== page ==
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Monitoring adult mortality by type of residence in the absence of death registration: a perspective from Burkina Faso

Bruno Yempabou Lankoande


In the context of the post 2015 agenda, disaggregation of mortality indicators is needed to assess health inequalities within populations. However, producing sub-national estimates of adult mortality is notably difficult in the absence of death registration. Using Burkina Faso as a case study, this paper revisits the main avenues to quantify differences in adult mortality between the ages of 15 and 60 according to urban/rural residence. Estimates are based on reports on the survival of parents and siblings collected in surveys and in the 2006 census, and compared to levels inferred from recent household deaths or inferences based on child mortality. Results indicate that in Burkina Faso, adults living in urban areas still benefit from a health advantage compared to their rural counterparts. Thus, efforts made in reducing adult mortality in rural settings should be intensified. In terms of methods, this analysis shows the value of asking additional questions about the place of residence of close relatives to avoid misclassification errors. The approach adopted here could be implemented in other countries to facilitate the measurement of spatial inequalities in health indicators for all ages when monitoring Sustainable Development Goals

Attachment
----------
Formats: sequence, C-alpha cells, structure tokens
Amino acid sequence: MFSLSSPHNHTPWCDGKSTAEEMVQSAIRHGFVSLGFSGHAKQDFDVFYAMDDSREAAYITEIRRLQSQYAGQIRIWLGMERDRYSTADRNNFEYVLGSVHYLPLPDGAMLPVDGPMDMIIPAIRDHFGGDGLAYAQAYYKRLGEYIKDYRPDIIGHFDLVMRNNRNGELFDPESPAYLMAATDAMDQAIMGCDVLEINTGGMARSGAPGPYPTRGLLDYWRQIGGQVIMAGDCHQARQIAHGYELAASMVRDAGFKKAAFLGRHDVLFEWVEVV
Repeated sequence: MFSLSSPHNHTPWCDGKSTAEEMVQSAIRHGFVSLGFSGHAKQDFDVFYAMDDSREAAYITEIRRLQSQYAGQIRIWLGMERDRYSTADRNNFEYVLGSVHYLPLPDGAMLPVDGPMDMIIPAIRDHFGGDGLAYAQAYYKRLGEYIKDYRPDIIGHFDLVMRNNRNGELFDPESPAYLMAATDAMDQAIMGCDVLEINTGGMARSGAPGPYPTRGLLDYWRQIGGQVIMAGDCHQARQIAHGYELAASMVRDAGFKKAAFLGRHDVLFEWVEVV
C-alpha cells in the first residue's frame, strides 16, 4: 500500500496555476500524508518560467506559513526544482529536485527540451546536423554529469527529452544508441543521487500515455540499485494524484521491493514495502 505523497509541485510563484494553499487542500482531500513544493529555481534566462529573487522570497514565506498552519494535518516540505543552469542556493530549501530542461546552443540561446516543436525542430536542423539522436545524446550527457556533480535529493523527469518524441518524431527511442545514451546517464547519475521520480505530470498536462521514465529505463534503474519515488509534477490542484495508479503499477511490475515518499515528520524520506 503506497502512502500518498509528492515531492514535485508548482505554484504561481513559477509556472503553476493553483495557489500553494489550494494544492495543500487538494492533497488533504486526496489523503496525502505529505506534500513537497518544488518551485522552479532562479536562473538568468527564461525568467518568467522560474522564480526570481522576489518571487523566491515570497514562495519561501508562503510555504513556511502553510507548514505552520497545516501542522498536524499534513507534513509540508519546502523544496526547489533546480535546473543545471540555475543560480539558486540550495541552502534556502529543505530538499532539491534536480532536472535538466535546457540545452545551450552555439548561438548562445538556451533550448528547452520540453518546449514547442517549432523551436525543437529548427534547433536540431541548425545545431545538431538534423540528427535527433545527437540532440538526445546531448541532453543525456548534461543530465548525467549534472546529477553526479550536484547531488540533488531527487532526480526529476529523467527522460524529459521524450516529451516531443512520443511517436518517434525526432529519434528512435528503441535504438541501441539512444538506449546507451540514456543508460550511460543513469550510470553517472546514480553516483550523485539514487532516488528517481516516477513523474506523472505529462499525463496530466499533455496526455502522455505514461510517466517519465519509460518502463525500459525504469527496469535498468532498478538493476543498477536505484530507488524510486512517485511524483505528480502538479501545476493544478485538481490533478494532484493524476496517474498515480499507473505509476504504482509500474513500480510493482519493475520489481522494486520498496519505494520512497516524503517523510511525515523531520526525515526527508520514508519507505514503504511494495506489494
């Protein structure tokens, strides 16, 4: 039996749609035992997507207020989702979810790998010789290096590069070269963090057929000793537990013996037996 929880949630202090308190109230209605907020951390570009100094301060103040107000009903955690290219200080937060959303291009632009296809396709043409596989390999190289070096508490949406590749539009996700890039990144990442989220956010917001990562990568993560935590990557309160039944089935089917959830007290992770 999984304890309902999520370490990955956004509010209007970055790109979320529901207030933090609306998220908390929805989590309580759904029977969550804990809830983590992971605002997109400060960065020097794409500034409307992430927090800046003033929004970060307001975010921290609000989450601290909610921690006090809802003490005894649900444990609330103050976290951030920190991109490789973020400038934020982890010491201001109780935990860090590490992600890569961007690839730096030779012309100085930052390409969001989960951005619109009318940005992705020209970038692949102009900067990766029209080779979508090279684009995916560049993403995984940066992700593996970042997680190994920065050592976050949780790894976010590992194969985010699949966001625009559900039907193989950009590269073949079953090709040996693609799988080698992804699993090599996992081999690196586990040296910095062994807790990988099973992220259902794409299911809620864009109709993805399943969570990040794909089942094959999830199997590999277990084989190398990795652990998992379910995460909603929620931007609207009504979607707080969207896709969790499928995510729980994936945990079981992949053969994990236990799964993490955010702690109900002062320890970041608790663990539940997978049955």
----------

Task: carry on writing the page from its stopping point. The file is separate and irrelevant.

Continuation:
adult mortality; Burkina Faso; indirect techniques; urban; rural; SDGs

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